‘Raw Deal’ Reynolds - Labour housing minister quits
PUBLISHED: 11:02 14 September 2015 | UPDATED: 11:02 14 September 2015
Emma Reynolds, known for her rent control ‘U-turn’ during the Milliband campaign, has retired to the back-bench following the announcement of new Labour leader Jeremy Corbyn.
Emma Reynolds - shadow communities secretary and housing spokesperson for the Labour party - has quit following the appointment of Jeremy Corbyn as the party’s new leader.
According to her tweet at the weekend, she will still “serve from back-benches” going forward. Her resignation tweet came moments after the new leader was announced.
Reynolds was best known during the Ed Milliband campaign for her involvement in the party’s proposal for three year tenancies for renters. Despite telling the Association of Residential Letting Agents in March that Labour did not support rent control, a month later Milliband announced that “a Labour government will take action immediately to make life better for all those renting their home” - a proposal that Reynolds backed.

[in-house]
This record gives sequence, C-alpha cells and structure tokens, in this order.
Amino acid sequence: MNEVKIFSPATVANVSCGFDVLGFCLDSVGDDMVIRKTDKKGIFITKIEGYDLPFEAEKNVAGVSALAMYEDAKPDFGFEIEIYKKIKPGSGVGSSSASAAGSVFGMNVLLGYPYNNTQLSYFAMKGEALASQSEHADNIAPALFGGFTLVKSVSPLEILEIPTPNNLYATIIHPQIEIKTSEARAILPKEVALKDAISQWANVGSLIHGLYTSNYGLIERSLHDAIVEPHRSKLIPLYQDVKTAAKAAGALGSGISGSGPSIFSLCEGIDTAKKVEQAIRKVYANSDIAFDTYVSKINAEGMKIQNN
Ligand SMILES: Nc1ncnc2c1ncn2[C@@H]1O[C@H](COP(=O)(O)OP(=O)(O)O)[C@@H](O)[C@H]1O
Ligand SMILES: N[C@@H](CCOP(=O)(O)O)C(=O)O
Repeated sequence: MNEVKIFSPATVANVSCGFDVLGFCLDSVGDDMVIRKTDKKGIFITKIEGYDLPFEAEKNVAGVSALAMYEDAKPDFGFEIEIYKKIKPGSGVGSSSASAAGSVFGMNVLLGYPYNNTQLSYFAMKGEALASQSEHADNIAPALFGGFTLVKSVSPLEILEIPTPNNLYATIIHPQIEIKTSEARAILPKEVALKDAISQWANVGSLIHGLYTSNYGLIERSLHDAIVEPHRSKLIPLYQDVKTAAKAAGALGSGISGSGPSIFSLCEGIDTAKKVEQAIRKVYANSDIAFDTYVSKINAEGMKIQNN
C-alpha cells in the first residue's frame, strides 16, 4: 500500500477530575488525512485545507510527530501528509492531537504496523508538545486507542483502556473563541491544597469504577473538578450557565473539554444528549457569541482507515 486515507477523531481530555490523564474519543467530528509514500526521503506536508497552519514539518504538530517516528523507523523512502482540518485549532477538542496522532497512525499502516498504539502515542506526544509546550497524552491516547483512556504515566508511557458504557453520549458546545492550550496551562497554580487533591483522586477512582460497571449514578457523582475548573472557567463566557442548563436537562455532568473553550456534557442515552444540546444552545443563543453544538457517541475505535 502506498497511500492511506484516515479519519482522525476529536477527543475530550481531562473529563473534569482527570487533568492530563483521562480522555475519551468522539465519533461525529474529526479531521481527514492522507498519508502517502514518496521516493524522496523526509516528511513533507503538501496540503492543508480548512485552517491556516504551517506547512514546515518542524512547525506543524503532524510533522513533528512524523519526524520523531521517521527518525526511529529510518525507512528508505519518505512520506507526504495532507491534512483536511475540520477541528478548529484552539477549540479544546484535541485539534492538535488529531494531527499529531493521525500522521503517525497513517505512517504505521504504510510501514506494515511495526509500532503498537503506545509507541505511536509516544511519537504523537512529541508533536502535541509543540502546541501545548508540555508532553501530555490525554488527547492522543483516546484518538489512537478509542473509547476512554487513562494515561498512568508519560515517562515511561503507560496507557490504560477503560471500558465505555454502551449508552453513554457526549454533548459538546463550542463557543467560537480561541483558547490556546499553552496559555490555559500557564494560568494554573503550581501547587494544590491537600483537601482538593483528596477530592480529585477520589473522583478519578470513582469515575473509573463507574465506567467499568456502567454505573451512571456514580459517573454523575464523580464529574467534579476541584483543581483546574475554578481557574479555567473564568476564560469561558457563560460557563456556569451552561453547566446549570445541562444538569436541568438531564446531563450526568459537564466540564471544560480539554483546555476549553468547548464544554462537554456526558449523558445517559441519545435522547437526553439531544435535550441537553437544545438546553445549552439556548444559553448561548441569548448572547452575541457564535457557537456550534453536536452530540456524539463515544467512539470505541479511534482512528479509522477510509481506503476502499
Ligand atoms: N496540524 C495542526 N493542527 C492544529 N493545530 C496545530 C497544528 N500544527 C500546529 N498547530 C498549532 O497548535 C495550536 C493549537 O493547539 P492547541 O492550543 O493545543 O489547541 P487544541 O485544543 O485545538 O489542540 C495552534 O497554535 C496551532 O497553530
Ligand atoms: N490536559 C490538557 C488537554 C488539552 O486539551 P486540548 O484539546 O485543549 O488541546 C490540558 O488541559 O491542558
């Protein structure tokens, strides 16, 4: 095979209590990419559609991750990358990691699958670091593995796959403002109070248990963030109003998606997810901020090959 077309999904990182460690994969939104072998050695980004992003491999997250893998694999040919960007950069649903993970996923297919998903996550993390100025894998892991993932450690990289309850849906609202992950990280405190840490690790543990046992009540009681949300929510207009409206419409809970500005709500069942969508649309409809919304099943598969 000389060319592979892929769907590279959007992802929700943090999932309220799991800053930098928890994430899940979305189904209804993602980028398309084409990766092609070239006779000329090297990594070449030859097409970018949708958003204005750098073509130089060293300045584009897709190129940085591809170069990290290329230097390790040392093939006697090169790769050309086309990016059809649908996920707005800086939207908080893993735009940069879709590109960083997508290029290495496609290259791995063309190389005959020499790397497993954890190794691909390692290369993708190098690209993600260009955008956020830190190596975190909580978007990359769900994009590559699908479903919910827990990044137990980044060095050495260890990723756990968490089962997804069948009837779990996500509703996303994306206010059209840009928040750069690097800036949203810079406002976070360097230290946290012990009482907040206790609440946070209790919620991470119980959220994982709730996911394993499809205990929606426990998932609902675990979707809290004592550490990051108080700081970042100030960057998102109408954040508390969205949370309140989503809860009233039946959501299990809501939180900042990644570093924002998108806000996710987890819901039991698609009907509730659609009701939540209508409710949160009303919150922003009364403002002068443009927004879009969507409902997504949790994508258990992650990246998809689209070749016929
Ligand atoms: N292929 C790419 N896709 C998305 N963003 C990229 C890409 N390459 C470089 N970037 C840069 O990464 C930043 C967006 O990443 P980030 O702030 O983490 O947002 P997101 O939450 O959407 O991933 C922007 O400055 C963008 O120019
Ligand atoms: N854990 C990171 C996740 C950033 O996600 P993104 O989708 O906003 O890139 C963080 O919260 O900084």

The Labour manifesto set out proposals for limited rent rises and for the banning of rip-off letting agent fees. The party claimed that their strategy would save the average renter £624 over a five year time frame. Marketed to attract the support of “Generation Rent” Milliband aimed to give tenants greater protection against rogue landlords and make renting more affordable.
Housing was a major focal point for the opposing parties in the run-up to May’s general election, with Labour declaring that renters in the UK were being “ignored and let down by this government.”
Labour’s shift in their opinion toward rent capping was considered to be a major U-turn at the time, given that Reynolds had commented repeatedly to the press and via Twitter that her party was not interested in rent control. But in April, she said that “a Labour Government will...put a ceiling on rent rises...ban letting agent fees on tenants, drive up standards and tackle poor energy efficiency,” declaring that tenants were getting “a raw deal” under the Coalition government and essentially contradicting herself.
At the time, Minister for Housing and Planning Brandon Lewis said that Labour’s proposals demonstrated that the party was “in chaos”. “Rent controls never work – they destroy investment in housing leading to fewer homes to rent and poorer quality accommodation,” he said.
Labour lost, Milliband quit, and now Reynolds has followed suit. She later tweeted this weekend that she intends to “continue to hold Tory government to account for their failure on housing” and that she “will continue work on housing and homelessness”.
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